Abstract: The growing popularity of microcontroller-based prototyping boards in many engineering and science applications has greatly increased the demand of mechatronic skills in the technical job market. The need to keep up with this new tend, combined with the proven effectiveness of integrating theoretical learning with hands-on, project-based activities has driven the development of new educational standards and curricula pivoting on the use of microcontroller-based prototyping boards. However, the most common Integrated Development Environments (IDE) used to simplify program development lack the intuitiveness and post-processing capabilities needed in an instructional environment. This paper presents an approach aimed at overcoming these obstacles. It provides a unique and comprehensive framework for programming Arduino boards through the C/C++ interpreter Ch. It extends the authors’ previous work on the topic by integrating a Graphical User Interface (GUI) and a library of functions, and by improving the serial communication protocol. The paper also shows how the toolkit can be easily integrated with other features and toolkits available in Ch such as plotting and line-by-line debugging to create comprehensive projects tailored for K-14 students at different levels. The concepts presented in this work are applied to programming Arduino boards but provide a general basis upon which similar frameworks can be implemented for other boards or in other programming languages.

Pub.: 27 Jul '17, Pinned: 27 Aug '17

Developing mentorship in a resource-limited context: a qualitative research study of the experiences and perceptions of the makerere university student and faculty mentorship programme.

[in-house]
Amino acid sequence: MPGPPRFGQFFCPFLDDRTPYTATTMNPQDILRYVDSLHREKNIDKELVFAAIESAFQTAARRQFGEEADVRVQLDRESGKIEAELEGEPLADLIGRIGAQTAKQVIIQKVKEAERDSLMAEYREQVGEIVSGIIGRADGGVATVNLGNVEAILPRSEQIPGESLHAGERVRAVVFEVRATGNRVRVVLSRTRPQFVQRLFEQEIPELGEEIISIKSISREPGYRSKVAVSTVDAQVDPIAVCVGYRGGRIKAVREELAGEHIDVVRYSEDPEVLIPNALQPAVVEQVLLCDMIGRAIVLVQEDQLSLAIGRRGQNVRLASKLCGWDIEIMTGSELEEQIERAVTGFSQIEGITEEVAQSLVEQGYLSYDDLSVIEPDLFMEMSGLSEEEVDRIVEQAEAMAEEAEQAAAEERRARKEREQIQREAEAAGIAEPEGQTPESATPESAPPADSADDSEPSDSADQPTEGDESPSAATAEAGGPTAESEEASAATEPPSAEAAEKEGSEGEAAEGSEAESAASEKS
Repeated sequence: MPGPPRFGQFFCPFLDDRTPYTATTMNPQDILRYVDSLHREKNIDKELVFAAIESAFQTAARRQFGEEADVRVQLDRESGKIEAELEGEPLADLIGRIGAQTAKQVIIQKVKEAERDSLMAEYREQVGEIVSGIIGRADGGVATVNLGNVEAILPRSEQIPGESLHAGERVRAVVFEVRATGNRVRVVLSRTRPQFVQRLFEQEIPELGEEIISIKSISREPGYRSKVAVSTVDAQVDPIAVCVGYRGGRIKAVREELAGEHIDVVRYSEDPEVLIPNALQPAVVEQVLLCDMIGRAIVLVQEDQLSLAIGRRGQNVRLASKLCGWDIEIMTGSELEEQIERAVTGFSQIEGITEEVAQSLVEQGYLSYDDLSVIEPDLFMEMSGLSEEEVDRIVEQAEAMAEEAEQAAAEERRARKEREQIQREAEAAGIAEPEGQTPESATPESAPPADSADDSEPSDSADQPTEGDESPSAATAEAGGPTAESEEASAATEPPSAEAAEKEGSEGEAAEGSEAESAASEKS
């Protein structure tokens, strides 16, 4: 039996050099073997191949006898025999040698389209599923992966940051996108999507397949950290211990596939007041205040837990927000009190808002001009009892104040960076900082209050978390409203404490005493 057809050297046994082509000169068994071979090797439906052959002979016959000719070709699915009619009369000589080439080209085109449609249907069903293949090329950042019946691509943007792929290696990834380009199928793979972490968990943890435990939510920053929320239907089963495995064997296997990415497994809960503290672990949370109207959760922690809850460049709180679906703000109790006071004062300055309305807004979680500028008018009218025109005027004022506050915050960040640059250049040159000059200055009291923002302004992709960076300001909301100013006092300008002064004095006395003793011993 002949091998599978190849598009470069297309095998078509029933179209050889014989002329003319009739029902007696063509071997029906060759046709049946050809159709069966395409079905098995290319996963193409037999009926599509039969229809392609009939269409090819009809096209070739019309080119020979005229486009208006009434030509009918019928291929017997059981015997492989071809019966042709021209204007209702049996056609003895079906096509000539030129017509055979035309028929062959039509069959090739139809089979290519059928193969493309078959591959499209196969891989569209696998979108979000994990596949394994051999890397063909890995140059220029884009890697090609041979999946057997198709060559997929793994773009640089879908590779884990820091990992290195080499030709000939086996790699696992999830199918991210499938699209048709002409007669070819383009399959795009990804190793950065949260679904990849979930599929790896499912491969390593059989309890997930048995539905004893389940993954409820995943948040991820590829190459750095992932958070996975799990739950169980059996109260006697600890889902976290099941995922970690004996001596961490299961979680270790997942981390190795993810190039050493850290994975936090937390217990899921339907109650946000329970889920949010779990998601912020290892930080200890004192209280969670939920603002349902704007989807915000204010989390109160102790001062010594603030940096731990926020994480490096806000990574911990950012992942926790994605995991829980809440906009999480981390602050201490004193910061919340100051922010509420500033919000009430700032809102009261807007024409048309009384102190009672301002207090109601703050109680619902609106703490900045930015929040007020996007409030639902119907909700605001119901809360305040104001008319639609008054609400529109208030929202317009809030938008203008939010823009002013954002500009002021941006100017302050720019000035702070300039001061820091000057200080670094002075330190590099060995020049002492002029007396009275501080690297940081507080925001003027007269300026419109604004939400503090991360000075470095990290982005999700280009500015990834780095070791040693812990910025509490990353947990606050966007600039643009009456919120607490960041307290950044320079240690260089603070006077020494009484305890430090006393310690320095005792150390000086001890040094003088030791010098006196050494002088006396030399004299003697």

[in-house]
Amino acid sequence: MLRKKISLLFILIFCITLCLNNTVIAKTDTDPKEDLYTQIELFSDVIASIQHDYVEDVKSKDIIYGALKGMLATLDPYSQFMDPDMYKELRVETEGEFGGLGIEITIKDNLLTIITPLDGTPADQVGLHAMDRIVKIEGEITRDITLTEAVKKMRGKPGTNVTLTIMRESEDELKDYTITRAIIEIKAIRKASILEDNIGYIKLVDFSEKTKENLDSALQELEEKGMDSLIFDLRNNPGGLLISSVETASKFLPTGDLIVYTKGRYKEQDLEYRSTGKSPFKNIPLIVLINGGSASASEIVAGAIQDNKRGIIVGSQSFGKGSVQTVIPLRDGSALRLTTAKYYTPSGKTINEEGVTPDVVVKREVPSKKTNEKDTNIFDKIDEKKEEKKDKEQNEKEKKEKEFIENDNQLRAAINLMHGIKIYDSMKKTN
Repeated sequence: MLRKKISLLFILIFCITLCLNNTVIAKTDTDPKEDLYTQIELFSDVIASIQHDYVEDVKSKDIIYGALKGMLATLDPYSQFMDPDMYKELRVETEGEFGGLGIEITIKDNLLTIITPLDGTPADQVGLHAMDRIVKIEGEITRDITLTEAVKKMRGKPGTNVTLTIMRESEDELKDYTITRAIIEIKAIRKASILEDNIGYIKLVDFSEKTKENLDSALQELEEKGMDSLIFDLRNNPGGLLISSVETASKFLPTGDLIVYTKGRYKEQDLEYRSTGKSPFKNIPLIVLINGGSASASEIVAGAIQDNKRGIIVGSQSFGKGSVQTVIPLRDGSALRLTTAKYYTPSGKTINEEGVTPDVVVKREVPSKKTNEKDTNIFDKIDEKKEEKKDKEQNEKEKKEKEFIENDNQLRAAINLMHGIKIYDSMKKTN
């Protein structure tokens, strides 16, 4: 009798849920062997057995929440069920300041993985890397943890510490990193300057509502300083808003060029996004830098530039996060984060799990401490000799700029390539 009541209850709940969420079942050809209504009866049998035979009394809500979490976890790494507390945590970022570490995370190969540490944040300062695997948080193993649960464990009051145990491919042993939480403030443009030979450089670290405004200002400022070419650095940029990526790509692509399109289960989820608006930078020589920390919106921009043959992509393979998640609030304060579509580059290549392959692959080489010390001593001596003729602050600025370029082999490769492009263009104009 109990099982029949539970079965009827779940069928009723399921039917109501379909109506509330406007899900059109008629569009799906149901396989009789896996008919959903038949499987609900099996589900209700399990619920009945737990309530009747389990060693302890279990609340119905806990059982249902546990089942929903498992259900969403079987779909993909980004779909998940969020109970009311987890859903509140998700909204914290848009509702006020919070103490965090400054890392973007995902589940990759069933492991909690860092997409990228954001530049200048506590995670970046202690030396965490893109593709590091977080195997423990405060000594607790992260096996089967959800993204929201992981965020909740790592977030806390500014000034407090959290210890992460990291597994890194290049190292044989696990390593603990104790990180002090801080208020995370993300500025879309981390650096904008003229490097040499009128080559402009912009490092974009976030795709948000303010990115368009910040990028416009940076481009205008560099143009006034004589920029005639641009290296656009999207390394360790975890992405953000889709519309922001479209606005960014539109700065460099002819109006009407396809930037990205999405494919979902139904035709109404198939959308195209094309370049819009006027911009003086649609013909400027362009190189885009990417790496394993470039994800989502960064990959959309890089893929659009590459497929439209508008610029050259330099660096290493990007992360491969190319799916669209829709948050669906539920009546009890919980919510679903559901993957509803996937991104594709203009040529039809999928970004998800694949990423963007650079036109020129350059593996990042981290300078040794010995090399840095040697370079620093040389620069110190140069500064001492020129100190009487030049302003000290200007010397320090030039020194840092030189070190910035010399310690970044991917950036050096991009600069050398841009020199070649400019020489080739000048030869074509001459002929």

Abstract: The aim of mentorship is to build the mentees capacity, enhance their skills and improve their ability to produce desired outcomes. However, the mentoring relationship is vulnerable to a number of challenges that may undermine its effectiveness and sustainability. We aimed to explore the experiences and perceptions of student and junior faculty mentees and senior faculty mentors at the Makerere University College of Health Sciences and identify the key factors defined by mentees and mentors as necessary for a successful mentorship program.A qualitative design involving focus group discussions (FGDs) and key informant interviews (KII) was used. A total of eight KII and four FGDs were conducted, audio recorded and transcribed verbatim. Open coding of the transcripts was performed, and major themes were identified through multiple readings based on thematic analysis.Six key themes were shared by the mentees and mentors including: 1) defining the role of the mentor; 2) desired characteristics of a mentor and a mentoring relationship, with an emphasis on mutual trust and respect; 3) overlapping roles of mentors and supervisors; 4) issues with the process for identifying mentors, including the benefits and drawbacks of the mentee selecting mentor vs. being assigned a mentor; 5) current barriers to mentoring, including lack of knowledge about current program, lack of formal structure, uncertainly about who should initiate relationship, and unclear roles and expectations and 6) recommendations for the future development of mentoring programme, including the need for a formalized programme, and training adapted to the local context.The mentees and mentors described the role of the mentor and desired characteristics of mentors and a mentoring relationship similarly. Most concerns about mentoring occurred when current mentoring programmes and practices were not well aligned with these desired characteristics. Recommendations for future development of mentoring included greater formalization of mentoring with mentoring programmes based on shared expectations and adapted to the local context.

Pub.: 16 Jul '17, Pinned: 27 Aug '17